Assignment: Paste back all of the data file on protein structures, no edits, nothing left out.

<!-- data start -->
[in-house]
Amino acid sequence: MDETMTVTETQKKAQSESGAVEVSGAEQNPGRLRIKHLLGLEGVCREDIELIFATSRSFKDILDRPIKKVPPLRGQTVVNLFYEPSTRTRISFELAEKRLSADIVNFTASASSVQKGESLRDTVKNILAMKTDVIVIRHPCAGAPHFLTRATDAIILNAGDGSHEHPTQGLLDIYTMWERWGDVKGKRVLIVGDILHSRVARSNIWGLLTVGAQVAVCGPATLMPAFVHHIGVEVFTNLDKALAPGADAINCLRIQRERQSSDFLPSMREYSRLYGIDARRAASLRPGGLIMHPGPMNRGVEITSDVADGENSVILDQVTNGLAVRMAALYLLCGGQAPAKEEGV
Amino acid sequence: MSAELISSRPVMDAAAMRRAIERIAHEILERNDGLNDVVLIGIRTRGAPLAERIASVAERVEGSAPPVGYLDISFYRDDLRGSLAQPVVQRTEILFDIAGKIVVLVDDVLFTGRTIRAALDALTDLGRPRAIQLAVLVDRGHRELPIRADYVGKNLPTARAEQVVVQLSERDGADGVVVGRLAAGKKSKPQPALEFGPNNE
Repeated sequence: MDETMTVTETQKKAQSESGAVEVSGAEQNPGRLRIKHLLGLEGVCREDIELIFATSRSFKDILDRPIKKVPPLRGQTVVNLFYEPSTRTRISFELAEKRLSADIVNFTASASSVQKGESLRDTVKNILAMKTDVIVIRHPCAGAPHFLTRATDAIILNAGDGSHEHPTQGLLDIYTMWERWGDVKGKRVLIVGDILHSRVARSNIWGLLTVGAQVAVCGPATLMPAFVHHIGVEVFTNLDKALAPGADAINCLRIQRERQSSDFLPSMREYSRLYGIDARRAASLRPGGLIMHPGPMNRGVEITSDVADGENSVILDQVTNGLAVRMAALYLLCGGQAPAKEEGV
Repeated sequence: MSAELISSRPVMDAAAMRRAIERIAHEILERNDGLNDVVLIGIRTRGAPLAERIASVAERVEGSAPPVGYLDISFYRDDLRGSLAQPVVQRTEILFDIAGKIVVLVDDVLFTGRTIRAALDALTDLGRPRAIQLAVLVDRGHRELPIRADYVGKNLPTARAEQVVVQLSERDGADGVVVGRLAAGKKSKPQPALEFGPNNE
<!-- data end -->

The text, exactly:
[in-house]
Amino acid sequence: MDETMTVTETQKKAQSESGAVEVSGAEQNPGRLRIKHLLGLEGVCREDIELIFATSRSFKDILDRPIKKVPPLRGQTVVNLFYEPSTRTRISFELAEKRLSADIVNFTASASSVQKGESLRDTVKNILAMKTDVIVIRHPCAGAPHFLTRATDAIILNAGDGSHEHPTQGLLDIYTMWERWGDVKGKRVLIVGDILHSRVARSNIWGLLTVGAQVAVCGPATLMPAFVHHIGVEVFTNLDKALAPGADAINCLRIQRERQSSDFLPSMREYSRLYGIDARRAASLRPGGLIMHPGPMNRGVEITSDVADGENSVILDQVTNGLAVRMAALYLLCGGQAPAKEEGV
Amino acid sequence: MSAELISSRPVMDAAAMRRAIERIAHEILERNDGLNDVVLIGIRTRGAPLAERIASVAERVEGSAPPVGYLDISFYRDDLRGSLAQPVVQRTEILFDIAGKIVVLVDDVLFTGRTIRAALDALTDLGRPRAIQLAVLVDRGHRELPIRADYVGKNLPTARAEQVVVQLSERDGADGVVVGRLAAGKKSKPQPALEFGPNNE
Repeated sequence: MDETMTVTETQKKAQSESGAVEVSGAEQNPGRLRIKHLLGLEGVCREDIELIFATSRSFKDILDRPIKKVPPLRGQTVVNLFYEPSTRTRISFELAEKRLSADIVNFTASASSVQKGESLRDTVKNILAMKTDVIVIRHPCAGAPHFLTRATDAIILNAGDGSHEHPTQGLLDIYTMWERWGDVKGKRVLIVGDILHSRVARSNIWGLLTVGAQVAVCGPATLMPAFVHHIGVEVFTNLDKALAPGADAINCLRIQRERQSSDFLPSMREYSRLYGIDARRAASLRPGGLIMHPGPMNRGVEITSDVADGENSVILDQVTNGLAVRMAALYLLCGGQAPAKEEGV
Repeated sequence: MSAELISSRPVMDAAAMRRAIERIAHEILERNDGLNDVVLIGIRTRGAPLAERIASVAERVEGSAPPVGYLDISFYRDDLRGSLAQPVVQRTEILFDIAGKIVVLVDDVLFTGRTIRAALDALTDLGRPRAIQLAVLVDRGHRELPIRADYVGKNLPTARAEQVVVQLSERDGADGVVVGRLAAGKKSKPQPALEFGPNNE